Friday, October 15, 2010

Pulled off my shelves #4: "Besides, it's always other people who die"

In my most recent “Pulled off my shelves” column I discussed poems and novels written without the use of any letters or words; those novels which consist entirely of punctuation. The writers eschew letters believing that they could be as convincing with only the skeleton of communication Are you a writer if you refuse words and letters?

In my second “Pulled off the shelves” entry I discussed the issue of “progress” and the expectation of an arc of growth or evolution over an author’s oeuvre. As readers we look for our authors to grow and change, to reflect our own personal growth over our lifetime’s arc. Are you a writer if you’re not changing?

And in my initial “Pulled off my shelves” entry I discussed the “rippling fear” of what came before, and the worry of “anticipatory plagiarism.” Previous books haunt, inform and challenge how—and what—we compose. The gall to call oneself a writer (and especially a poet)—with all the inherent cultural baggage—causes even more pause during those times when one isn’t writing: when life has other plans; when one is between projects; or, that most-frightening period of “writer’s block.” What do we do with the moments when we aren’t writing? Are you a writer if you’re not writing at all?

Enrique Vila-Mata’s novel Bartleby & Co. takes the form of an essay by a frustrated novelist. The piteous, hump-backed, balding narrator last published a novel about impossible love twenty-five years before and since that time hasn’t written a single word. He “became a Bartleby.”

Bartleby, of course, is the eponymous character from Herman Melville’s novella Bartleby the Scrivener who in the face of capitalist expectation and responsibility states that he simply “would prefer not to” have any active role in his own life other than that of refusal. Vila-Mata’s unnamed narrator, in the face of a 25-year freeze, decides to explore the “writers of the No,” those writers who have decided, for various reasons, to never write again. The book takes the form of footnotes for an imaginary essay. They build an imagined history of writers, both real and imagined, who have decided that they were better served by not publishing (typified by J.D. Salinger who did not publish a word after 1963’s Seymour: an Introduction). Can not writing at all be a literary act? Can we consider that an author is adding to her oeuvre by ceasing to write?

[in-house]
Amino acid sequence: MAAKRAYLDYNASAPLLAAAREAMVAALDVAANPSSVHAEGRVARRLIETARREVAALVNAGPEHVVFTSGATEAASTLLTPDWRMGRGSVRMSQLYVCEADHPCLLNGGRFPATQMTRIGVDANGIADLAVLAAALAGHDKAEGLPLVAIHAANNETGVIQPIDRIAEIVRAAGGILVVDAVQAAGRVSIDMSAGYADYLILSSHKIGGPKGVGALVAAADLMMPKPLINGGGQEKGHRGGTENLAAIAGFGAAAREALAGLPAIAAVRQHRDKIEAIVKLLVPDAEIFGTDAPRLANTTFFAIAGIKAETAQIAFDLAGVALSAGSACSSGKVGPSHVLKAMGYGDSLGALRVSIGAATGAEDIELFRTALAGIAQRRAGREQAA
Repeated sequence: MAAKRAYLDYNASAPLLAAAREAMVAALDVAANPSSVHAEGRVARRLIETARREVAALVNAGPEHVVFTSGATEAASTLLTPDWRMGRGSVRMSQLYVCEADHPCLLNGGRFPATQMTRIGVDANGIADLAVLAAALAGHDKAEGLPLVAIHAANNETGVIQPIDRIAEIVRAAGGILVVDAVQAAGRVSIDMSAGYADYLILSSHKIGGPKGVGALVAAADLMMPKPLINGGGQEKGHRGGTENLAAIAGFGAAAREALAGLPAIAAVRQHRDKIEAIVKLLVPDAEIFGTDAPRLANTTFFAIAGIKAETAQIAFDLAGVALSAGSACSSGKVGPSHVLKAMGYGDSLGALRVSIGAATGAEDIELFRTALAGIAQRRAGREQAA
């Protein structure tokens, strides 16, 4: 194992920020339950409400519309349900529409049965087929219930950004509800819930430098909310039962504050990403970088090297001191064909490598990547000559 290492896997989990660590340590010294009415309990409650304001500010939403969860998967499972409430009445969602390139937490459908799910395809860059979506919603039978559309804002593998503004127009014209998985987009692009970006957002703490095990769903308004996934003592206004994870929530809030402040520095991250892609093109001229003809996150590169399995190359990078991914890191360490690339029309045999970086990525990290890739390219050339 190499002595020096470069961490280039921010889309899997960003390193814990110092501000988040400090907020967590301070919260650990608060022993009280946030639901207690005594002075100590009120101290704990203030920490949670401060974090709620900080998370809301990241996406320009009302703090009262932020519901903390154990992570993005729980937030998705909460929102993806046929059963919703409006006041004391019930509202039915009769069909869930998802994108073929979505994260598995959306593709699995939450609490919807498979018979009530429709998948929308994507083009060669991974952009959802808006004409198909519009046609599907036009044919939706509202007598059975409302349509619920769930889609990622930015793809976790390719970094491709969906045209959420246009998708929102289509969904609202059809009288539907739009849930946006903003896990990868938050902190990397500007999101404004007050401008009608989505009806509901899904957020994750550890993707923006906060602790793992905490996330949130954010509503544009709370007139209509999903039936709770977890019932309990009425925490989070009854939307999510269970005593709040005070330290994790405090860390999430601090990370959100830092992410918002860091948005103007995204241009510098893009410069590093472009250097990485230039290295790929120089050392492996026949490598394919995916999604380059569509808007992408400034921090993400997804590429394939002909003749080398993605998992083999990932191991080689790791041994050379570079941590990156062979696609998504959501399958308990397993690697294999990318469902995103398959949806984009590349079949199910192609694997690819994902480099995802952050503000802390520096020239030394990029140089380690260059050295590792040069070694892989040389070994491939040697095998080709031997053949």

Vila-Matas uses a combination of real and imaginary books in order to explore the “no”—the real books seem too good to be true (and often are), and the imaginary seem just real enough (and often aren’t)—the line between the written and the unwritten blurs both in the argument and its support.

By juxtaposing fictional authors with factual ones, Vila-Matas undermines the reality of all authors. Every author he cites, and by extension every writer there is, is merely a figment of his imagination and every text written (or refused) equally ethereal.

Once again Borges’ library architecturally looms—only this time the books are empty; we are entombed in the walls noting silent authors within the din of potentialities.

Author of five books of poetry (most recently the visual poem suite silence), three volumes of conceptual fiction (most recently the short fiction collection How to Write) and over 150 chapbooks, derek beaulieu’s work is consistently praised as some of the most radical and challenging contemporary Canadian writing. A collection of his critical writing entitled "Seen of the Crime" is forthcoming from Snare Books. He is online here

1 comment:

Anonymous said...

really curious about why the use of duchamp's headstone text here in the piece's title.